02 Jun Wardrivers now exploiting your wireless service with ease
CHICAGO – Lots of wireless Internet routers at homes and businesses are still as secure as the Titanic was unsinkable, writes adjunct Northwestern professor James Carlini in an update about hackers who are targeting and exploiting your wireless service with more ease than ever before.
Wardialing is an old hacking term used to describe dialing down a sequence of many phone numbers in a block (like 555-1200 to 555-1400) and trying to find a weakness or an opening into a computer network by hitting a dial-up line. It was a fairly straightforward way to get access to a firm’s computer and didn’t take a lot of skills or special tools.
Wardriving, which is similar to wardialing, is when someone takes some equipment and drives around to find access points (or “hot spots”) that are linked into an Internet access point. There are lots of wireless routers at residential and commercial sites that may have encryption on them. Some people drive around and find ones that are open.
Last year, a student gathered some real statistics that I wrote about in a column:
The reality is that a significant majority (two-thirds) were not encrypted and more than 25 percent had default passwords.
Those are some pretty bad statistics as far as open systems and it looks as though many people haven’t learned much from that column. Since last year, more people have gone the route of convenience and have bought wireless routers for their home and office. Unfortunately, many have not secured their router against outside wardrivers and other security threats.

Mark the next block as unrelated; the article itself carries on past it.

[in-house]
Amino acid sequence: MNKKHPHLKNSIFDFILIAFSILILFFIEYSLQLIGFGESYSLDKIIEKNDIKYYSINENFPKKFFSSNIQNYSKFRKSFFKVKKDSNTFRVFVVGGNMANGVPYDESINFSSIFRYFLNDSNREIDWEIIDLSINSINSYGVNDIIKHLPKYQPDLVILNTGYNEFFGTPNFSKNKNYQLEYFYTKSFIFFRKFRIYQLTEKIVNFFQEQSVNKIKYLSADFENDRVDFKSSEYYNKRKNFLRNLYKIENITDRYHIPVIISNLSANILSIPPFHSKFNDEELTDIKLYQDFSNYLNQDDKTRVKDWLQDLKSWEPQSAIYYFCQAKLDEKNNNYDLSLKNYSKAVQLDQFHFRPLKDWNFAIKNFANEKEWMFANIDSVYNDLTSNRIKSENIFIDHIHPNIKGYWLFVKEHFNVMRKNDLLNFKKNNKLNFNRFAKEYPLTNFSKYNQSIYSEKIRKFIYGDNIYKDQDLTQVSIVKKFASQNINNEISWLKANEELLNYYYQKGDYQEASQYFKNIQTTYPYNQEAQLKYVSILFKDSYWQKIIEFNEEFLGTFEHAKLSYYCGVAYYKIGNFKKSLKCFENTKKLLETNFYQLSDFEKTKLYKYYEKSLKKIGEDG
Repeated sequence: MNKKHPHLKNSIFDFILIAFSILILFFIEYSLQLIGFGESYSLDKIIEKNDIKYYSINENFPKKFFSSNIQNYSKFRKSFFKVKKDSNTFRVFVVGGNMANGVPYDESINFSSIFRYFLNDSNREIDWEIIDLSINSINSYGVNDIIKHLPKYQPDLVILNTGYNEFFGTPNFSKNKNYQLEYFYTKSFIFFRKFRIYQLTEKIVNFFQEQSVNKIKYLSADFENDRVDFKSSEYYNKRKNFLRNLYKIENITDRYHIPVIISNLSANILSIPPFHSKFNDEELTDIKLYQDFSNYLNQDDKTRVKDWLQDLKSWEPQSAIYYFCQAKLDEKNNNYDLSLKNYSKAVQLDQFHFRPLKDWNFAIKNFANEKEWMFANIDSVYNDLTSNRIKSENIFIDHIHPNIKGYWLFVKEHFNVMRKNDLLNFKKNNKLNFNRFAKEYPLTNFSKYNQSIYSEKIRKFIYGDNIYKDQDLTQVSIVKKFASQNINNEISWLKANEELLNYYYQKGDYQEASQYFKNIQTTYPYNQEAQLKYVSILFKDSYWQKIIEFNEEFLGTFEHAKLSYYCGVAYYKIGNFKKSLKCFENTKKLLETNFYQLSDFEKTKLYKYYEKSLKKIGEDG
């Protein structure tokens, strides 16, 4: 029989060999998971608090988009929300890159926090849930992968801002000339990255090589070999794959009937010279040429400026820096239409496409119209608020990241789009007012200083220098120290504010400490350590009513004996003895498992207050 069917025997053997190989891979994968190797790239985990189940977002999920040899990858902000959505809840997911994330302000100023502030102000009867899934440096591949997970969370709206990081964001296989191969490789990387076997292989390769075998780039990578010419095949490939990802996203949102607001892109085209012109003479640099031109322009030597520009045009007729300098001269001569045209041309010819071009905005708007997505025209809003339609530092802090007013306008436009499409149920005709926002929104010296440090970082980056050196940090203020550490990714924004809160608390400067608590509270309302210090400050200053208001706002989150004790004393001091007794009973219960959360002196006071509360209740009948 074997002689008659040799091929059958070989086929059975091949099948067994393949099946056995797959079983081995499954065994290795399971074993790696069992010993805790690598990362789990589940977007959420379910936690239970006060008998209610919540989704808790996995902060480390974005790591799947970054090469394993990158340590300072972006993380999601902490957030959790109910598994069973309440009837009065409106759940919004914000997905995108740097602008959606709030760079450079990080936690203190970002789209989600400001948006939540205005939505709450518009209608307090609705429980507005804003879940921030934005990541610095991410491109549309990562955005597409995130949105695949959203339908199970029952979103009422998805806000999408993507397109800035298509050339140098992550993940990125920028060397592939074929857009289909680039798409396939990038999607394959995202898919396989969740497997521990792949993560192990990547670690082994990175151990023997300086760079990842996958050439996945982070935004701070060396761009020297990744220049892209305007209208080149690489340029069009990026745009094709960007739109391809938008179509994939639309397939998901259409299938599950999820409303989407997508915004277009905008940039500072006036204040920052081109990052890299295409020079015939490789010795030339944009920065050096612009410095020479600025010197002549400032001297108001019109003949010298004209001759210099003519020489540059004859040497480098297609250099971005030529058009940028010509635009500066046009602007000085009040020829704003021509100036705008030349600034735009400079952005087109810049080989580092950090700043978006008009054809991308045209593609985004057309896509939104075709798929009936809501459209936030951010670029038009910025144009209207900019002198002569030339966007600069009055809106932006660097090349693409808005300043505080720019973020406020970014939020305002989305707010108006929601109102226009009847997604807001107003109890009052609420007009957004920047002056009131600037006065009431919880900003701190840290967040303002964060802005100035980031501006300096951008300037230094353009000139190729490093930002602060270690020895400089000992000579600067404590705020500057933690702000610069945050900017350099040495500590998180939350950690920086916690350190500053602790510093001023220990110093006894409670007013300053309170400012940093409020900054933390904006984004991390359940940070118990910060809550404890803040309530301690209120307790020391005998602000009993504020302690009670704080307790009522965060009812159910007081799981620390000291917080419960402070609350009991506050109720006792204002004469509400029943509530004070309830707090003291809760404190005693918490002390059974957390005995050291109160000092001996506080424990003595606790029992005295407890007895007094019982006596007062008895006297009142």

There are others who are wardriving around the country and seeing that this is a growing problem. On the west coast, here’s an excerpt from a June 1 Associated Press article:
While his 800-mile drive confirmed that the number of wireless networks is growing explosively, he also found that only a third used basic encryption – a key security measure. In fact, in nearly 40 percent of the networks, not a single change had been made to the gear’s wide-open default settings.
… During his wardrive, Outmesguine counted 3,600 hot spots compared with 100 on the same route in 2000. Worldwide, makers of Wi-Fi gear for homes and small offices posted sales of more than $1.3 billion in 2003, a 43 percent jump over 2002, according to Synergy Research Group.
One benefit of writing about wardriving is that it may hopefully wake up people who aren’t doing anything about security. This is a widespread issue and specialized equipment is not necessary.
Though ‘Cantennas’ Work, Who Needs Them?
There are many types of directional antennae you get obtain. These range from the pre-built type to the do-it-yourself cans that are made from potato chips cans, coffee cans and even cans of beans. They are good for up to a mile or so (maybe more if you get the right one and pick up a strong signal).
Some hackers swear by them and have even wrote up designs and approaches on how to build them. This was the rage a couple years ago. Today, you don’t even need a cantenna to pick off a wireless router’s signal. What’s already loaded on a laptop is good for a couple hundred feet. I just saw this while doing my own investigative study.